The more I internalised Peter’s words which helped gripped tighter. But the experience on my emotional level was quite different.

On the other hand, the encouraging words I often received from unexpected sources, which acknowledged my pain, spoke into it, and prayed into it with tenderness and authenticity, were comforting to me.

Oh my gosh, those moments felt so soothing. It was like you applied the proper amount of pressure to an aching muscle.

Early on in my grief journey, someone commented to me along the lines of “this is difficult.

I can’t imagine what this season must be like for you. There is nothing wrong with not feeling like praying, reading your bible, or attending church services.

His heart bleeds for you too. He feels your pain. There’s no need to pretend to him about how you feel. Be real.

When you’re in desperate need, just ask the Holy Spirit to help” left a deep impression on me.

My thoughts drowned out the person’s voice as my thought volume increased as I sped down the rabbit hole, asking questions around how a God who permitted my wife to die could bleed and be in pain if she is no longer with me and with him.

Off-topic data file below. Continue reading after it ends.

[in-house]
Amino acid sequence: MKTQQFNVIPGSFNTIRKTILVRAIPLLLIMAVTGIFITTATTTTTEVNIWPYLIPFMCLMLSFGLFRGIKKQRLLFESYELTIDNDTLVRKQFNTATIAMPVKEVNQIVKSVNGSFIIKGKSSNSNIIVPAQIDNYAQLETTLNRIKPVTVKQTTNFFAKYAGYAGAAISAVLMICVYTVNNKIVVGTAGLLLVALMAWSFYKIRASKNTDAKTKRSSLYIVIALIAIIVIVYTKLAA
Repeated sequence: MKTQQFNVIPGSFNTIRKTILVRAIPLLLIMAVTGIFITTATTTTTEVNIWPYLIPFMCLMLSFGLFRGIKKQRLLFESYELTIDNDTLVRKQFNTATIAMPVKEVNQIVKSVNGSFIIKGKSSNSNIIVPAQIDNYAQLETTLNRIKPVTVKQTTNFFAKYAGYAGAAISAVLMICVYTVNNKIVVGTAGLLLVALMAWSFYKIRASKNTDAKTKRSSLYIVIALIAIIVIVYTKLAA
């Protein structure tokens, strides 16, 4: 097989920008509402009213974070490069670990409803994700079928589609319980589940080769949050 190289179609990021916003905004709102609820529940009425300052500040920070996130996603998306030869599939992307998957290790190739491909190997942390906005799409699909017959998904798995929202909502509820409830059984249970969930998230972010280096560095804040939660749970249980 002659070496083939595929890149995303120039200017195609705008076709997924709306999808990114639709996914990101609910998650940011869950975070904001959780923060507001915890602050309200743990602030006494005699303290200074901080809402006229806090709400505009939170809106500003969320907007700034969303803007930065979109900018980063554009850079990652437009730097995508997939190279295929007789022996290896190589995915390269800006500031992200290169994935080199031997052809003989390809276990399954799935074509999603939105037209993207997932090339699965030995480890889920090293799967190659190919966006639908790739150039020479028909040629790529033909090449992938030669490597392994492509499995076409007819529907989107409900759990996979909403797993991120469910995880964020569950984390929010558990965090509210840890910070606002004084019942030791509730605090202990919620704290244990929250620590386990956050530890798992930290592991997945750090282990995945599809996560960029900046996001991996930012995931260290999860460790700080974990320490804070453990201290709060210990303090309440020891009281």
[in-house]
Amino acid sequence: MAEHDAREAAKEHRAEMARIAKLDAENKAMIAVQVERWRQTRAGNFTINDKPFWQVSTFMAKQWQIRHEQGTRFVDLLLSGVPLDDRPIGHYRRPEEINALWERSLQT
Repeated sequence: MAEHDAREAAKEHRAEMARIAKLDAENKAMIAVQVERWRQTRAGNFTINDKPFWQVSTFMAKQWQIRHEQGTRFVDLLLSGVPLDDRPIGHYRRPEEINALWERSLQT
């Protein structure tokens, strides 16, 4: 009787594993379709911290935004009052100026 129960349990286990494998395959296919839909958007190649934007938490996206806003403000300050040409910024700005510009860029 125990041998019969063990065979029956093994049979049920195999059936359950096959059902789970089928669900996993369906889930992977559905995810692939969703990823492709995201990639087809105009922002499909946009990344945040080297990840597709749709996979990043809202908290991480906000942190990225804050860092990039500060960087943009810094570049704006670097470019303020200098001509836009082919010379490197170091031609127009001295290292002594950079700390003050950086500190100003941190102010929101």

As I remember his words, I am struck deeply by the phrase, “When you are desperate, ask the Holy Spirit for help.”

What did spiritual disruption look like for me?

One of our spiritual disciplines was reading the bible and daily devotionals with Chidinma and our children in the mornings.

But, in my spiritual disruption, I gave up reading and studying the bible, listening to teachings around it, fasting and praying. 

I appreciated anyone who prayed for me, but I rarely believed it. My annoyance was heightened when people made bold faith statements around me.

One time, I told a friend, “it’s fine to pray around me as long as you don’t make those bold declarations of faith.

I am not sure I believe in them at the moment; maybe someday it will change.”

Following my loss, the only prayer that came out of my mouth and heart was “Holy Spirit, please help”. I would  endlessly repeat  two songs in the background with the volume so low that you could barely hear the music.

Whenever I desire to experience intimate worship, I find that my mother tongue, Yoruba, is my language of the heart from the southwestern part of Nigeria. One of the two songs inviting the Holy Spirit was in that dialect.

I had moments of outburst at my laptop while the music played. Even though I tried to avoid these songs by trying different genres of music, I ended up coming back to these two songs which played  in the background for more than six months.

One day, I found myself reciting in my heart the book of Psalm 23. I remember being stuck on verse three for many weeks as I struggled to accept and began to believe it. 

Ps 23:3 TPT “…he restores and revives my life. He opens before me the right path and leads me along in his footsteps of righteousness so that I can bring honour to his name.”